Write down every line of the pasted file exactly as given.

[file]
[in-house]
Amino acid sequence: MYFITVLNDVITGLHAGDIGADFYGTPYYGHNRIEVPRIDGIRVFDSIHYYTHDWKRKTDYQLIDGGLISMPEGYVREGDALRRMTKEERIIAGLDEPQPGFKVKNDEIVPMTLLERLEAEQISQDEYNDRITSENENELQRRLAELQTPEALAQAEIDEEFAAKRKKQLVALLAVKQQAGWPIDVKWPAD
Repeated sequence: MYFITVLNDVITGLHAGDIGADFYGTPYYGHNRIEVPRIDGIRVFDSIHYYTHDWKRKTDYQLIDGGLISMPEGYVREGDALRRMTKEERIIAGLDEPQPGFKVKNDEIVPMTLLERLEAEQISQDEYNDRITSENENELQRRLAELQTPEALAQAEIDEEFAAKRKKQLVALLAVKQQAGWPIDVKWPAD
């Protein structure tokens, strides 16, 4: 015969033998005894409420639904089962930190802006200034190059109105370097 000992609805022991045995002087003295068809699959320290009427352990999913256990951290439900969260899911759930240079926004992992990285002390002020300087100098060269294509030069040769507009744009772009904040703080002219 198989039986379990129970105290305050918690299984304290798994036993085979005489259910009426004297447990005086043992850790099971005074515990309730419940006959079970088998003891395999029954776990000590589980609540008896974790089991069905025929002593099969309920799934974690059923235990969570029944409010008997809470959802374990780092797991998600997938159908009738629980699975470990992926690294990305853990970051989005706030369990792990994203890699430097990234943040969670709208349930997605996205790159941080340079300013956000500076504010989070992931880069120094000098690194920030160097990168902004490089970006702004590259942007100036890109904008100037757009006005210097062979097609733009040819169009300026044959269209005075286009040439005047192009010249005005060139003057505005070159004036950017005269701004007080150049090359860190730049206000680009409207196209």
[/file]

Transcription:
[in-house]
Amino acid sequence: MYFITVLNDVITGLHAGDIGADFYGTPYYGHNRIEVPRIDGIRVFDSIHYYTHDWKRKTDYQLIDGGLISMPEGYVREGDALRRMTKEERIIAGLDEPQPGFKVKNDEIVPMTLLERLEAEQISQDEYNDRITSENENELQRRLAELQTPEALAQAEIDEEFAAKRKKQLVALLAVKQQAGWPIDVKWPAD
Repeated sequence: MYFITVLNDVITGLHAGDIGADFYGTPYYGHNRIEVPRIDGIRVFDSIHYYTHDWKRKTDYQLIDGGLISMPEGYVREGDALRRMTKEERIIAGLDEPQPGFKVKNDEIVPMTLLERLEAEQISQDEYNDRITSENENELQRRLAELQTPEALAQAEIDEEFAAKRKKQLVALLAVKQQAGWPIDVKWPAD
């Protein structure tokens, strides 16, 4: 015969033998005894409420639904089962930190802006200034190059109105370097 000992609805022991045995002087003295068809699959320290009427352990999913256990951290439900969260899911759930240079926004992992990285002390002020300087100098060269294509030069040769507009744009772009904040703080002219 198989039986379990129970105290305050918690299984304290798994036993085979005489259910009426004297447990005086043992850790099971005074515990309730419940006959079970088998003891395999029954776990000590589980609540008896974790089991069905025929002593099969309920799934974690059923235990969570029944409010008997809470959802374990780092797991998600997938159908009738629980699975470990992926690294990305853990970051989005706030369990792990994203890699430097990234943040969670709208349930997605996205790159941080340079300013956000500076504010989070992931880069120094000098690194920030160097990168902004490089970006702004590259942007100036890109904008100037757009006005210097062979097609733009040819169009300026044959269209005075286009040439005047192009010249005005060139003057505005070159004036950017005269701004007080150049090359860190730049206000680009409207196209």